Scott recommends that producers avoid using Prefix (Dual plus fomesafen) pre-emergence in soybeans (because of maximum use restrictions). “Fomesafen is probably the best pigweed product I’ve looked at. In order for it to be effective on pigweeds, we need to be at the full pint to 1.25 pint rate.

“If you use your Prefix upfront and you don’t get a rain, we don’t have anything to come back with except Cobra or Blazer, and you’re going to have to be extremely early to get effective control.

“You can use other pre-emergence products like Dual, Authority MTZ, or the Valor-containing products. They’re almost as good as Prefix with a rain and in some cases can be equal. So we want to save fomesafen for our postemergence application.”

Scott recommends that growers target a 2-inch pigweed for a fomesafen (Flexstar) application. “Based on the growth rate of the weed and the growers’ ability to get across acres, it’s a good idea to start spraying when pigweeds are 1-inch tall. A day later, it could be 3 inches tall. It may be too big for Flexstar. It may be too big for Ignite in LibertyLink beans. If we use a residual, we can buy ourselves more time. You may not have to get out there as fast.”

A change in cultural practices can also help in pigweed control, according to Scott. “If you’re growing soybeans on wide rows and you know you have a resistant pigweed problem, you’re setting yourself up for a rough summer, especially in Roundup Ready and conventional soybeans. You’re leaving a lot of space out there for pigweeds to grow in, and the use of at least two residuals is in order, one early and another shot, postemergence, to fill the gap until you can get soybeans to canopy closure.”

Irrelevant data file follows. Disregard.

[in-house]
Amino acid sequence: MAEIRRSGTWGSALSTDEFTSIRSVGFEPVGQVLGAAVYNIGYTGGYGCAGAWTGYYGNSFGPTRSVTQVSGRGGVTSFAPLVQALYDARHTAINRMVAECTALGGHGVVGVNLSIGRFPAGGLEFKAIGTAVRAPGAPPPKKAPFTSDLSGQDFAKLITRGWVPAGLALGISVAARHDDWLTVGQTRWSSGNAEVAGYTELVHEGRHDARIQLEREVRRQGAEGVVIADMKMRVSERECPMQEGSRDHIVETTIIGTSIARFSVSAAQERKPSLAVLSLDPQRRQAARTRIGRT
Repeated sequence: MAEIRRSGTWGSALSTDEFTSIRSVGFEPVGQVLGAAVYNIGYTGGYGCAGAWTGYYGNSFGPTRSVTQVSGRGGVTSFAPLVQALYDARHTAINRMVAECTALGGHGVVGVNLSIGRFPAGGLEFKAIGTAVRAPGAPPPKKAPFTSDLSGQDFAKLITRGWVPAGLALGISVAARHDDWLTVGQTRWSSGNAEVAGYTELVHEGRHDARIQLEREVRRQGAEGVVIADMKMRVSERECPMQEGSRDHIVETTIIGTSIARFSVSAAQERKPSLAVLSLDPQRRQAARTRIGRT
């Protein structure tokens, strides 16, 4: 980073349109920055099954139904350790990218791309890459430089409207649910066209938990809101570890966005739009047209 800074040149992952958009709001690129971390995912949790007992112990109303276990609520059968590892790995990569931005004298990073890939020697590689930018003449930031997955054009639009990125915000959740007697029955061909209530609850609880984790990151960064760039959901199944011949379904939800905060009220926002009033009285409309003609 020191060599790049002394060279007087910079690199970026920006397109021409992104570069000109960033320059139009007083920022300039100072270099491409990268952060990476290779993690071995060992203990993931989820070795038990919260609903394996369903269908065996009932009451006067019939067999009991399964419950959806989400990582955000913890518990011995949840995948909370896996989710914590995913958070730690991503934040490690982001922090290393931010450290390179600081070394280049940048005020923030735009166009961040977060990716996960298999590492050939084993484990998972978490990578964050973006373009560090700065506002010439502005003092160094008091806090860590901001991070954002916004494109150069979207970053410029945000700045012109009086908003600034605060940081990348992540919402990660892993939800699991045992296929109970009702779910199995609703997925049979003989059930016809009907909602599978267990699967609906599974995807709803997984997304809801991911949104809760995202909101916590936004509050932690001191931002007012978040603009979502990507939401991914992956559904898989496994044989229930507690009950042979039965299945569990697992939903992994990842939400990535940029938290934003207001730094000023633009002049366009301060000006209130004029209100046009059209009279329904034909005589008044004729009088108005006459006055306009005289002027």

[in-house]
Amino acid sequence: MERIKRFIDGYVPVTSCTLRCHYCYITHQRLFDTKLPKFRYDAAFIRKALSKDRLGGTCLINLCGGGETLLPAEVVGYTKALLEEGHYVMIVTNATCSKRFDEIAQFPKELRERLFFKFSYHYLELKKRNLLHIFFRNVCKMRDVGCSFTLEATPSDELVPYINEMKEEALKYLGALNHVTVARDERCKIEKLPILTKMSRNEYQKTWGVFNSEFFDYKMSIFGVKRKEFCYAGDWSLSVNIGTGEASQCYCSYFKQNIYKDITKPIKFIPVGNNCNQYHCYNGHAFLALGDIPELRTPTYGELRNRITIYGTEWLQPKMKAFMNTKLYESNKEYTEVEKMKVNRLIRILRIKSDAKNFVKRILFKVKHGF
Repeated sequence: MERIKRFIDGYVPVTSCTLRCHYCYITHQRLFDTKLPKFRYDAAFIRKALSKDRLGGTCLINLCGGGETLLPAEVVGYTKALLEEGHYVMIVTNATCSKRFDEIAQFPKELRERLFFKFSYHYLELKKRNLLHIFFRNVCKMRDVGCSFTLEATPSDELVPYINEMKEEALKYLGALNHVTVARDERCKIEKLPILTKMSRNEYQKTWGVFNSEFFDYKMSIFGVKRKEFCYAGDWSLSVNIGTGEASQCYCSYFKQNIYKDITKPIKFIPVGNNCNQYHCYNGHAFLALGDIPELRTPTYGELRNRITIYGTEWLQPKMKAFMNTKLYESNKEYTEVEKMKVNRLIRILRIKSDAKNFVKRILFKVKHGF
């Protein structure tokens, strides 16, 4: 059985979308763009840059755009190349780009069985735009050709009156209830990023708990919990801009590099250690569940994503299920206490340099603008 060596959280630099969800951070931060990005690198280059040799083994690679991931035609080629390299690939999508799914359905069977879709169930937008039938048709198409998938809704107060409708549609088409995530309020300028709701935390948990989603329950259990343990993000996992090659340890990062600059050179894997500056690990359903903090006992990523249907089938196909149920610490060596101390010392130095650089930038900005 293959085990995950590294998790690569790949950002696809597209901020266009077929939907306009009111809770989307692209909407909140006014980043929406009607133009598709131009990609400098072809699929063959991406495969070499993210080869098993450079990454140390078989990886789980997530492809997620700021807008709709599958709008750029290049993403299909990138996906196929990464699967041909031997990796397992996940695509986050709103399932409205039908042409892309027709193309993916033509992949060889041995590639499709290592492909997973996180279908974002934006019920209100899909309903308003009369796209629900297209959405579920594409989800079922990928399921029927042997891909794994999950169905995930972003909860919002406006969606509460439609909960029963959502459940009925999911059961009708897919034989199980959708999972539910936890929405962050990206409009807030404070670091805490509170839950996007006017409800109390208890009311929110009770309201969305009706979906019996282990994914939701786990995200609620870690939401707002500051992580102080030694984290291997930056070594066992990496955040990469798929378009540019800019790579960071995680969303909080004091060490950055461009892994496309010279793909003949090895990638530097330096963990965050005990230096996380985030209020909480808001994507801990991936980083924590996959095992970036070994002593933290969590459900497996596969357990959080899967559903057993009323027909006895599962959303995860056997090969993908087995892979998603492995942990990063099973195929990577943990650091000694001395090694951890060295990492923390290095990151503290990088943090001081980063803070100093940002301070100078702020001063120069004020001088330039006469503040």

Other cultural practices to help in pigweed control include crop rotation, water management to activate preplant or pre-emergence herbicides and seeding rates and methods.

Scott says soybean producers should not wait to find out if a pigweed is resistant. “At that point, you’re too late. You need to be proactive. Identify problem areas, get a residual out upfront, get that first early post application on the books in a timely manner.

“If you continue to stay in the Roundup Ready system, you don’t want to find out after the first glyphosate application that you have resistance. At that point, we don’t have a lot of recommendations. Unfortunately, that’s where we were on a lot of farms in 2009-10.”

About the Author(s)

Elton Robinson 1

Editor, Delta Farm Press

Elton joined Delta Farm Press in March 1993, and was named editor of the publication in July 1997. He writes about agriculture-related issues for cotton, corn, soybean, rice and wheat producers in west Tennessee, Arkansas, Mississippi, Louisiana and southeast Missouri. Elton worked as editor of a weekly community newspaper and wrote for a monthly cotton magazine prior to Delta Farm Press. Elton and his wife, Stephony, live in Atoka, Tenn., 30 miles north of Memphis. They have three grown sons, Ryan Robinson, Nick Gatlin and Will Gatlin.

Subscribe to receive top agriculture news
Be informed daily with these free e-newsletters

You May Also Like